New Jersey Assembly members held a hearing this week looking at a potential state tax revenue shortfall, but there’s some debate over the motivation behind the hearing.
Atlantic City casinos continue to lose ground in terms of revenue, despite the addition of the Revel Casino to the boardwalk. That’s according to revenue reports released Monday by the Division of Gaming Enforcement.
After a flood of TV advertising and a two-month preview period aimed more at working out glitches than showing off its full capabilities, Atlantic City’s newest casino resort is fully unpacked — and eager to show it can be a big moneymaker.
Revel CEO Kevin DeSanctis told The Associated Press the $2.4 billion resort began a preview period aimed more at testing out systems than generating revenue.
The Pennsylvania Gaming Control Board says the state set an all-time high for gross revenue from slot machines in March.
To get excited about a loss may sound crazy, but September’s drop of .6 percent has analysts like Joe Weinert at the Spectrum Gaming Group feeling cautiously optimistic about Atlantic City’s casinos.
Online gambling within New Jersey is being offered up again as a method to save two industries and provide badly needed revenue to the state.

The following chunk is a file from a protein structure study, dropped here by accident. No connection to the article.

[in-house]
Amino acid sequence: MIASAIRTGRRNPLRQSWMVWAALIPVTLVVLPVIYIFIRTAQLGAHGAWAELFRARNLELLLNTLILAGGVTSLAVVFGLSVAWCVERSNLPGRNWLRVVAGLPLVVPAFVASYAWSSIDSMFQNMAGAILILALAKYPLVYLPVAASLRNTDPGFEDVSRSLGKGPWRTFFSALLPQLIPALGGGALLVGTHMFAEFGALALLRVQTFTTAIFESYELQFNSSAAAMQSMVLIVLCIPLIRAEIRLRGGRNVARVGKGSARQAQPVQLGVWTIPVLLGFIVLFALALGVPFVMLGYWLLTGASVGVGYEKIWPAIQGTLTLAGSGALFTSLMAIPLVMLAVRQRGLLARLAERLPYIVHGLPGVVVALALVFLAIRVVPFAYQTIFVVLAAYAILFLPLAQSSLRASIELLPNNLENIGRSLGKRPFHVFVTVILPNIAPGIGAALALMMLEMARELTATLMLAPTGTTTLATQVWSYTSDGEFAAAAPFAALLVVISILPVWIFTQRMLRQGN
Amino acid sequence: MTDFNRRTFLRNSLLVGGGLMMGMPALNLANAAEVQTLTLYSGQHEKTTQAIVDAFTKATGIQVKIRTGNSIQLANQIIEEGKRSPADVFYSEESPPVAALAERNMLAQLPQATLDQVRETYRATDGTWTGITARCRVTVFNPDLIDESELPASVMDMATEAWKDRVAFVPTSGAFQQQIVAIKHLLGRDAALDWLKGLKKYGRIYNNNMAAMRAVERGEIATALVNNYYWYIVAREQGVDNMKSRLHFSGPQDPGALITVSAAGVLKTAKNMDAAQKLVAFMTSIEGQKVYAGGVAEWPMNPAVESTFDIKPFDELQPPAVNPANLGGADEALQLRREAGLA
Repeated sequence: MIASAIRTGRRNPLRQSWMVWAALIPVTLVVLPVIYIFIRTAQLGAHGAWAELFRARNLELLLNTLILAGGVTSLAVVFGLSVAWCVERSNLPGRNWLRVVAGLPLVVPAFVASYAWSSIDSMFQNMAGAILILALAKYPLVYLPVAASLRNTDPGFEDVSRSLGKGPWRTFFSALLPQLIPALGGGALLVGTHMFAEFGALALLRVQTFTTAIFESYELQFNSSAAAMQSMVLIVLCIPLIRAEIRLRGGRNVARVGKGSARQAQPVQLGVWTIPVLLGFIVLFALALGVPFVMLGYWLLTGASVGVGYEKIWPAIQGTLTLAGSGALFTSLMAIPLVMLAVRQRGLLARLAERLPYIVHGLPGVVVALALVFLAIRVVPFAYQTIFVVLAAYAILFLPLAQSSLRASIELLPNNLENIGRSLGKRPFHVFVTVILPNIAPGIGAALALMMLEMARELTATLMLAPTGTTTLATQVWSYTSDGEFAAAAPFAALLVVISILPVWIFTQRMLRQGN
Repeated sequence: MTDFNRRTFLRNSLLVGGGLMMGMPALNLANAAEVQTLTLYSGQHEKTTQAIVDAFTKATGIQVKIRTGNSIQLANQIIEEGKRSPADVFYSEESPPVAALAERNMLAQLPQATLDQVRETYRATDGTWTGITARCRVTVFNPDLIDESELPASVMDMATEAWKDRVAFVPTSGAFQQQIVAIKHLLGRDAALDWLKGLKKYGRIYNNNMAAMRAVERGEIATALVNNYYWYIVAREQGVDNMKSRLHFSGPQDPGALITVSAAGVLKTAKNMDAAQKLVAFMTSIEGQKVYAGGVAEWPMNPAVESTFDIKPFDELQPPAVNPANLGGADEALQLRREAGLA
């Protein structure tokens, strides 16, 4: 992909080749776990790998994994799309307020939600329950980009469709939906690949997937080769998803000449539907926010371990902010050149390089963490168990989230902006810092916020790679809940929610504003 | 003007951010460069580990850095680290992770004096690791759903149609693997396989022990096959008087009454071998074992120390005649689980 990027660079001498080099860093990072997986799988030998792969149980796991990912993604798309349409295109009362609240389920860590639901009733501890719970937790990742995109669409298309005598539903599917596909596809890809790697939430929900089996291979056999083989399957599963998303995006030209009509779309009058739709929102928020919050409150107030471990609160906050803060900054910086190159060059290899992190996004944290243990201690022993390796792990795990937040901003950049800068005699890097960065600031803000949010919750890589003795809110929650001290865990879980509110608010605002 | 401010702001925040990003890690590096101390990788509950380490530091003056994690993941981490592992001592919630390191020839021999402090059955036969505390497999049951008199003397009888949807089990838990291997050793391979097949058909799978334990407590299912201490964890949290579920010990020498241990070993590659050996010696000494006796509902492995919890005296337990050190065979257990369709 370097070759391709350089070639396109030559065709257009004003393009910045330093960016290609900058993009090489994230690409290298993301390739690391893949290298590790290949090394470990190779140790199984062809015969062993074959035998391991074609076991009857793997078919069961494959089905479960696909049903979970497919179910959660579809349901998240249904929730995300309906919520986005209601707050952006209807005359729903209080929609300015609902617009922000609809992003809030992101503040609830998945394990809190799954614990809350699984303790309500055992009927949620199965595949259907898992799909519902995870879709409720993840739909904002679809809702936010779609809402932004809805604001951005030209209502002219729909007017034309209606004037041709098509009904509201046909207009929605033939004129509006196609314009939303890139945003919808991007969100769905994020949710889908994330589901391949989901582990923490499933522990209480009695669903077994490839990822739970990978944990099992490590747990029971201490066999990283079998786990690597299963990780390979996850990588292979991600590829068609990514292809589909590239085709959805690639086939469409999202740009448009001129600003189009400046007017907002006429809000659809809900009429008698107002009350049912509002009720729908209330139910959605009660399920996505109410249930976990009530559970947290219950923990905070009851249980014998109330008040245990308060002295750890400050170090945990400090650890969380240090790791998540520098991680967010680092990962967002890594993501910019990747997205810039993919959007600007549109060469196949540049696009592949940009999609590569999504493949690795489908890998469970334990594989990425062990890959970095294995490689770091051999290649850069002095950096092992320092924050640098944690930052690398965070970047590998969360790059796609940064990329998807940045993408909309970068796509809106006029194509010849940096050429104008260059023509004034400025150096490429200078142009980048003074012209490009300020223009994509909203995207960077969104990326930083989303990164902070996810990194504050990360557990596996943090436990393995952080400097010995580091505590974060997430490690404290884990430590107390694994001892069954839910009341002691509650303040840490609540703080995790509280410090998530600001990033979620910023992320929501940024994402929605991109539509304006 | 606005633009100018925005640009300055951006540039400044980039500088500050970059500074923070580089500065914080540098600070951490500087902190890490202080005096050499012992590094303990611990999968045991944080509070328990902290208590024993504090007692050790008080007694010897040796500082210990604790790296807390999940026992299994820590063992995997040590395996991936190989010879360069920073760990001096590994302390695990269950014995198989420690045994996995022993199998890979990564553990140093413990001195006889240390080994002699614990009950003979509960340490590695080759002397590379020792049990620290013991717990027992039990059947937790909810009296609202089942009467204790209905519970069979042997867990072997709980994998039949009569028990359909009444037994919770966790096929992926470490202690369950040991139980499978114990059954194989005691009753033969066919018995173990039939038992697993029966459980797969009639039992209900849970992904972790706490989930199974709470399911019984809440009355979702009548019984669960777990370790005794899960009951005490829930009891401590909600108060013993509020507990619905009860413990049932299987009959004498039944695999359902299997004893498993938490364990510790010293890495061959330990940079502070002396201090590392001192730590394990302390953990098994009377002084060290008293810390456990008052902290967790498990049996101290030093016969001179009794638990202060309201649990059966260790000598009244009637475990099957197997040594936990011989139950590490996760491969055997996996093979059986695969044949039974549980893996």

The final numbers are in for March, and Pennsylvania’s revenue collections remain on target for the fiscal year that ends June 30th.
In a time when many municipalities are facing layoffs, one south Jersey town is surviving thanks to money being generated from what was initially intended as a safety measure.
This time last year, Atlantic City’s 11 casinos had just completed their third straight rotten year, with revenue and market share plunging and no end in sight. A year later, the numbers are even worse.
Over 1,300 members large and small are seeing their own ledgers improving with 31% reporting higher revenues this year prompting higher profits, spending and hiring.
Atlantic City’s casinos took in 12.3 percent less from gamblers in October than they did a year ago.